Additionally, in this lesson today, we will examine a hermeneutical issue that we briefly struggled with a couple of weeks ago in studying ch.38 and now we see the issue again in 39 but from a different angle. The issue is how can we interpret and apply ethical issues in Old Testament people’s lives when some of their behavior is laudatory and other behavior, though praised in the Bible, seems reprehensible to us?

 

EXPOSITION-

 

XI. The Account of Jacob: Joseph and His Brothers, or, How Israel Came to Live in Egypt Instead of the Promised Land

  1. A.     Joseph’s Beginning: The Beloved Son, Sent By his Father, Providentially Sold Into Slavery in Egypt by His Brothers, 37:2-36
    1. 1.      Joseph, Beloved of His Father, and His Dreams, 37:2-11
    2. 2.      Joseph Betrayed By His Brothers, Sold into Slavery, 37:12-36

*Note: the rise of Judah

  1. B.     The Descent of Judah, Foreshadowing God’s Work of Grace 38:1-30
    1. 1.      Judah Marries a Canaanite, 38:1-11
    2. 2.      Judah, Deceived by Tamar, Fathers Twins, 38:12-30

 

  1. C.     Joseph in Potiphar’s House, Faithfulness in Adverse Circumstances, 39:1-23

Derek Kidner writes, Tyndale Old Testament Commentaries, Genesis, “The symmetry of this chapter, in which the serene opening (1-6) is matched point for point, at a new level at the close (19-23) despite all that intervenes, perfectly expresses God’s quiet control and the man of faith’s quiet victory.”

 

The Joseph story offers several doublets, two events that are either linked or share several features. In ch. 37 there were the 2 dreams, 2 different schemes to get rid of him. In ch.40 there are the two officials and two dreams. In ch.41 Pharaoh himself has two dreams and Joseph’s brothers make two trips to Egypt. Here is ch.39 we see the second time a patriarch is faced with a sexual temptation by a married woman.

 

  1. 1.      God Keeps His Covenant with Joseph  and Joseph’s Faithfulness Leads to Prosperity, 39:1-6
  2. 2.      Joseph’s Faithfulness To God in Temptation, 39:7-20
  3. 3.      God Keeps His Covenant with Joseph and Joseph’s Faithfulness in Prison, 39:21-23
 

A.  Introduction: beginning of Joseph’s story 37:2-11

  B.  Jacob mourns ‘death’ of Joseph 37:12-36

    C.  Interlude: Judah signified as leader 38:1-30

      D.  Joseph’s enslavement in Egypt 39:1-23

        E.  Joseph savior of Egypt through disfavor at Pharaoh’s court 40:1-41:57

          F.  Journeys of brothers to Egypt 42:1-43:34

            G.  Brothers pass Joseph’s test of love for brother 44:1-34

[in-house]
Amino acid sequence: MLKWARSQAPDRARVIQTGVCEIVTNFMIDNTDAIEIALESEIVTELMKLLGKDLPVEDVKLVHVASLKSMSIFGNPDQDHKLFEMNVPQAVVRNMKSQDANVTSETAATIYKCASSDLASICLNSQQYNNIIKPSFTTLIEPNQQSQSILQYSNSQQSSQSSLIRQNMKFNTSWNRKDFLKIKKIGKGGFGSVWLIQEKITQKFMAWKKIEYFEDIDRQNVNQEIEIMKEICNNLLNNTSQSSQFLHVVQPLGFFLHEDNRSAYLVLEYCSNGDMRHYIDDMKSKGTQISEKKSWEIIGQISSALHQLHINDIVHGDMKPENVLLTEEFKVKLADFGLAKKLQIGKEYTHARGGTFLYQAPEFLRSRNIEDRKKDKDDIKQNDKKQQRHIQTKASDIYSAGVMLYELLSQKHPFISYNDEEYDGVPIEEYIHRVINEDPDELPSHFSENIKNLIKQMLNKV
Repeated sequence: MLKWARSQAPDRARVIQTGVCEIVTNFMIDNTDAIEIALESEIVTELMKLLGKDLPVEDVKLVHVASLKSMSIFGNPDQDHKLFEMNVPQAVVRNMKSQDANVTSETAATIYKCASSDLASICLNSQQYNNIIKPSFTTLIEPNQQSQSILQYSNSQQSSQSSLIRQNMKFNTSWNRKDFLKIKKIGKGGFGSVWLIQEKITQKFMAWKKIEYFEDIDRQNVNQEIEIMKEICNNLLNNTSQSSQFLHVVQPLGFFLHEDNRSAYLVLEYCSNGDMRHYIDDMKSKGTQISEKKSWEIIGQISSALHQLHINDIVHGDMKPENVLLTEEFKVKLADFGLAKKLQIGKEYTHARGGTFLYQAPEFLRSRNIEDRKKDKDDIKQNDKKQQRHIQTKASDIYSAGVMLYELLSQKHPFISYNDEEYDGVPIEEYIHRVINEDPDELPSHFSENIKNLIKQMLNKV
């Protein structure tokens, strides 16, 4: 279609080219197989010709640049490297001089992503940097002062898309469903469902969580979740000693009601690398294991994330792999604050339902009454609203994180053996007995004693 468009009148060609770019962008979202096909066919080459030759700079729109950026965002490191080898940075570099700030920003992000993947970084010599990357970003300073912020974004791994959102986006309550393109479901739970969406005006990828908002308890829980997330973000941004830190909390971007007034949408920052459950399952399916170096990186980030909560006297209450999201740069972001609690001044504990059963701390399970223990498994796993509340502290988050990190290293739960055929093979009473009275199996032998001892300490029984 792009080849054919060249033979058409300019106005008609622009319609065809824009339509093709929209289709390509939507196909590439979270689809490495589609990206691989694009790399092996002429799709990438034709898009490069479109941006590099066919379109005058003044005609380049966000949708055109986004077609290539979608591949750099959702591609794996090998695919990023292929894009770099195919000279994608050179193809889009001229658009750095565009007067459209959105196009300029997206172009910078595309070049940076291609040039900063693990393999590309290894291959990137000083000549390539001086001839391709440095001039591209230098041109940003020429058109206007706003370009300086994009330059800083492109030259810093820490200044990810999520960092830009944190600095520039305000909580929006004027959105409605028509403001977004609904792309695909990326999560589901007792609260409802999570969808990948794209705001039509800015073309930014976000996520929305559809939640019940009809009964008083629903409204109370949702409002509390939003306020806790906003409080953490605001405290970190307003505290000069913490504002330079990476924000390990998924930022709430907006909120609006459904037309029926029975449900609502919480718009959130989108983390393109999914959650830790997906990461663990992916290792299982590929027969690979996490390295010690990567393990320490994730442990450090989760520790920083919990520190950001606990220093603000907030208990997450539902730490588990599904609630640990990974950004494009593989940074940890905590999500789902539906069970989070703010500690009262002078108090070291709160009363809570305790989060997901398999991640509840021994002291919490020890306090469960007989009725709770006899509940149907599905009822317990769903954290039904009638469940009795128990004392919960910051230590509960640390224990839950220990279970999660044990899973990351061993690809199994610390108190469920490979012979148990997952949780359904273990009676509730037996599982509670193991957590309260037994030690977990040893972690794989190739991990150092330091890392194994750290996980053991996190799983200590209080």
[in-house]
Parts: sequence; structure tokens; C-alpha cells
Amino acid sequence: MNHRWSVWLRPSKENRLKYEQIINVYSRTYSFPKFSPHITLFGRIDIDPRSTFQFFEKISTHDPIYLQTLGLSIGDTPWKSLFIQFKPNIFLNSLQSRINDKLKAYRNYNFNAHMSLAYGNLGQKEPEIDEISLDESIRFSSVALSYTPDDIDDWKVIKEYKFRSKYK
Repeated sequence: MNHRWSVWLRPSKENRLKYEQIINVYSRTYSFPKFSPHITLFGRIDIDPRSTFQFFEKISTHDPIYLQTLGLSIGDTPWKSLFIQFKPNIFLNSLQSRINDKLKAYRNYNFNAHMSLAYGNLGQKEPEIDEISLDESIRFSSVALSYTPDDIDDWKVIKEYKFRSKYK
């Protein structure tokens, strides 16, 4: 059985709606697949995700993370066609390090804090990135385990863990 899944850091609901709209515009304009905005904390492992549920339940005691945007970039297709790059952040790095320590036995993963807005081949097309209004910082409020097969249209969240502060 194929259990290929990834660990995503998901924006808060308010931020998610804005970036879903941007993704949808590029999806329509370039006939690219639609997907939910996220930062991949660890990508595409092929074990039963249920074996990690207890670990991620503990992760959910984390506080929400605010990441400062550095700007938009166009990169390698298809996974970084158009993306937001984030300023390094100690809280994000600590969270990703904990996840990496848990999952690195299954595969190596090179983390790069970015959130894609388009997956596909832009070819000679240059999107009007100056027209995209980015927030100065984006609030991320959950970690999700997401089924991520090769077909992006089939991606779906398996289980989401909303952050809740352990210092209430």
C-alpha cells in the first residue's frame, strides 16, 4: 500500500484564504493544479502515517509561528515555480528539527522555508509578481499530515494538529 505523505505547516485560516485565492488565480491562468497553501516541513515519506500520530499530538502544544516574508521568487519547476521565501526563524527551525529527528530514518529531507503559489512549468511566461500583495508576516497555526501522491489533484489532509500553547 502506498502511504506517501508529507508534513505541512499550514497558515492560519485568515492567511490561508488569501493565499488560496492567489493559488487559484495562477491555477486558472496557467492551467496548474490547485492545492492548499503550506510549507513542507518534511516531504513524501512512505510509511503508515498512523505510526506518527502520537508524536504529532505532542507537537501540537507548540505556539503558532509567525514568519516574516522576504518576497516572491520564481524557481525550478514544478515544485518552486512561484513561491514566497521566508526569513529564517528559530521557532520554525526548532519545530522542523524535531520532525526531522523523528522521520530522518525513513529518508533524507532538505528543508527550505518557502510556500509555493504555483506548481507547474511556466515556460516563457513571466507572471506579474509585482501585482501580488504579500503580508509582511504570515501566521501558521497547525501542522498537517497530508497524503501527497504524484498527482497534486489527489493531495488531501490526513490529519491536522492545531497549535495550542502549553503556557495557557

G1.Joseph gives up his power over brothers 45:1-28

          F1. Migration of family to Egypt 46:1-27

        E1. Joseph savior of family through favor at Pharaoh’s court 46:28-47:12

      D1. Joseph’s enslavement of Egyptians 47:13-31

    C1. Interlude: Judah blessed as ruler 48:1-49:28

  B1. Joseph mourns death of Jacob 49:29-50:14

A1. Conclusion: end of Joseph story 50:15-26

 

  1. 1.      God Keeps His Covenant with Joseph and Joseph’s Faithfulness Leads to Prosperity, 39:1-6
    1. a.      V.1 “Joseph had been brought down to Egypt…and Potiphar, an officer of Pharaoh, the captain of the guard, an Egyptian, had bought him from the Ishmaelites who had brought him down there.” Moses returns to the main story where he left off in ch.37 with this verse matching 37:28 “the Ishmaelites…took Joseph to Egypt” and 37:36 “the Midianites had sold him in Egypt to Potiphar, an officer of Pharaoh, the captain of the guard.” Joseph is “sold” in 37:36 and “bought” iin 39:1. And notice the symmetry in 39:1 “brought down” and “brought him down” at the beginning and ending of the verse. This is a Janus verse, looking back at 37 and forward to what is to come. But it may also be deliberately looking back at 38 as 38:1 “at that time Judah went down from his brothers and turned aside…” This is the second “descent” of Joseph. QQ: where was his first “descent”? (37:24). And in this chapter Joseph’s 3rd descent is to prison in v.20. Joseph being sold in Egypt begins the fulfillment of the prophecy in 15:3 that Abram’s descendants would be strangers in a country not their own. This again points to Moses speaking to his people explaining why and how they came to be enslaved in Egypt. Also, this points to Christ who left Heaven’s glory to come to earth and be treated as a stranger in a strange land and then point us to the fact that we are not at home in this world either (1John3:1 “The world does not know us”; 1Pet.1:1 “elect exiles”; John 15:19 “you are not of the world”)
    2. b.      “Potiphar” a shortened version of the Egyptian Potiphera, meaning “he whom Ra (the sun god) has given” (Waltke, p.504).